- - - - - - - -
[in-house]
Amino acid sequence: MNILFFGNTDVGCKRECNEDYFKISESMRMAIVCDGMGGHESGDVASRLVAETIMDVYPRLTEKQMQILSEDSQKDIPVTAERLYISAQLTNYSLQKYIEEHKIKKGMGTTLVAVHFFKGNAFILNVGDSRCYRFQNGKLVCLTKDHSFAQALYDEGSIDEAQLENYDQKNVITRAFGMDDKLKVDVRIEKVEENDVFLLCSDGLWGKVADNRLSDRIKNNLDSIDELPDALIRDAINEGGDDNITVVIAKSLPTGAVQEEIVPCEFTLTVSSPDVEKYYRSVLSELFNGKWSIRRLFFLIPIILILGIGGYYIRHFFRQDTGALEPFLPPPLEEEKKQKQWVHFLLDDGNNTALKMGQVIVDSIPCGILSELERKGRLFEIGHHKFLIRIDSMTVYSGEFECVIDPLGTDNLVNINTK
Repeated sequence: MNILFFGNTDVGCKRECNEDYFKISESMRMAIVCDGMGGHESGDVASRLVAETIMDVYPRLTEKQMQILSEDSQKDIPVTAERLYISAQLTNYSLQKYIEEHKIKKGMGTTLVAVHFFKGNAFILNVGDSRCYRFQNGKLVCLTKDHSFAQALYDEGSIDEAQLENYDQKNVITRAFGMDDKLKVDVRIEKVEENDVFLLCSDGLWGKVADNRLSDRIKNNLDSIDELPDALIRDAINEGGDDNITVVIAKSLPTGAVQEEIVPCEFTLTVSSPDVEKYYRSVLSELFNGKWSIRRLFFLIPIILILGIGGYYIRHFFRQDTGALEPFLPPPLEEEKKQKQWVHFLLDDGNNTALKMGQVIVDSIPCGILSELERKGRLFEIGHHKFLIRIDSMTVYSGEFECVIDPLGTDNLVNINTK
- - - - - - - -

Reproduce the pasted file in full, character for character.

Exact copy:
[in-house]
Amino acid sequence: MNILFFGNTDVGCKRECNEDYFKISESMRMAIVCDGMGGHESGDVASRLVAETIMDVYPRLTEKQMQILSEDSQKDIPVTAERLYISAQLTNYSLQKYIEEHKIKKGMGTTLVAVHFFKGNAFILNVGDSRCYRFQNGKLVCLTKDHSFAQALYDEGSIDEAQLENYDQKNVITRAFGMDDKLKVDVRIEKVEENDVFLLCSDGLWGKVADNRLSDRIKNNLDSIDELPDALIRDAINEGGDDNITVVIAKSLPTGAVQEEIVPCEFTLTVSSPDVEKYYRSVLSELFNGKWSIRRLFFLIPIILILGIGGYYIRHFFRQDTGALEPFLPPPLEEEKKQKQWVHFLLDDGNNTALKMGQVIVDSIPCGILSELERKGRLFEIGHHKFLIRIDSMTVYSGEFECVIDPLGTDNLVNINTK
Repeated sequence: MNILFFGNTDVGCKRECNEDYFKISESMRMAIVCDGMGGHESGDVASRLVAETIMDVYPRLTEKQMQILSEDSQKDIPVTAERLYISAQLTNYSLQKYIEEHKIKKGMGTTLVAVHFFKGNAFILNVGDSRCYRFQNGKLVCLTKDHSFAQALYDEGSIDEAQLENYDQKNVITRAFGMDDKLKVDVRIEKVEENDVFLLCSDGLWGKVADNRLSDRIKNNLDSIDELPDALIRDAINEGGDDNITVVIAKSLPTGAVQEEIVPCEFTLTVSSPDVEKYYRSVLSELFNGKWSIRRLFFLIPIILILGIGGYYIRHFFRQDTGALEPFLPPPLEEEKKQKQWVHFLLDDGNNTALKMGQVIVDSIPCGILSELERKGRLFEIGHHKFLIRIDSMTVYSGEFECVIDPLGTDNLVNINTK